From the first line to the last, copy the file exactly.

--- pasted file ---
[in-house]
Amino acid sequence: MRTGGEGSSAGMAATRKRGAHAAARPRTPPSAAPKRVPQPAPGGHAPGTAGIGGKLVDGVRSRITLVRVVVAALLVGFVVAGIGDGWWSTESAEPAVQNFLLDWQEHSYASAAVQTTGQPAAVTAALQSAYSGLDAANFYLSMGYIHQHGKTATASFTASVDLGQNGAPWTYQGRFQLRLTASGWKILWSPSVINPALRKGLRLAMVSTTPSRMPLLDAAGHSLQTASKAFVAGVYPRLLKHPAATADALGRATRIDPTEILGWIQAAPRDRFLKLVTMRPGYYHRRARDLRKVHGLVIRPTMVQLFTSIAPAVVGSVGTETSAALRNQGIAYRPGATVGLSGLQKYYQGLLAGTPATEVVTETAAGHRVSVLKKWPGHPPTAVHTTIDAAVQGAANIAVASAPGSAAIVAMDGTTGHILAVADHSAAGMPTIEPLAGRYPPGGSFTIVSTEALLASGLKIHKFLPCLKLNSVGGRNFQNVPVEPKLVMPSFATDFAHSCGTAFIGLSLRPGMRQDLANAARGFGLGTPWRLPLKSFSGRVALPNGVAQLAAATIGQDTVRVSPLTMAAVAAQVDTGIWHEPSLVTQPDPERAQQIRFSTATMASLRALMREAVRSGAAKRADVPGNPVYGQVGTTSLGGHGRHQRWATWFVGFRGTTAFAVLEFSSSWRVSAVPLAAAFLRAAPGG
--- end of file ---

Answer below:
[in-house]
Amino acid sequence: MRTGGEGSSAGMAATRKRGAHAAARPRTPPSAAPKRVPQPAPGGHAPGTAGIGGKLVDGVRSRITLVRVVVAALLVGFVVAGIGDGWWSTESAEPAVQNFLLDWQEHSYASAAVQTTGQPAAVTAALQSAYSGLDAANFYLSMGYIHQHGKTATASFTASVDLGQNGAPWTYQGRFQLRLTASGWKILWSPSVINPALRKGLRLAMVSTTPSRMPLLDAAGHSLQTASKAFVAGVYPRLLKHPAATADALGRATRIDPTEILGWIQAAPRDRFLKLVTMRPGYYHRRARDLRKVHGLVIRPTMVQLFTSIAPAVVGSVGTETSAALRNQGIAYRPGATVGLSGLQKYYQGLLAGTPATEVVTETAAGHRVSVLKKWPGHPPTAVHTTIDAAVQGAANIAVASAPGSAAIVAMDGTTGHILAVADHSAAGMPTIEPLAGRYPPGGSFTIVSTEALLASGLKIHKFLPCLKLNSVGGRNFQNVPVEPKLVMPSFATDFAHSCGTAFIGLSLRPGMRQDLANAARGFGLGTPWRLPLKSFSGRVALPNGVAQLAAATIGQDTVRVSPLTMAAVAAQVDTGIWHEPSLVTQPDPERAQQIRFSTATMASLRALMREAVRSGAAKRADVPGNPVYGQVGTTSLGGHGRHQRWATWFVGFRGTTAFAVLEFSSSWRVSAVPLAAAFLRAAPGG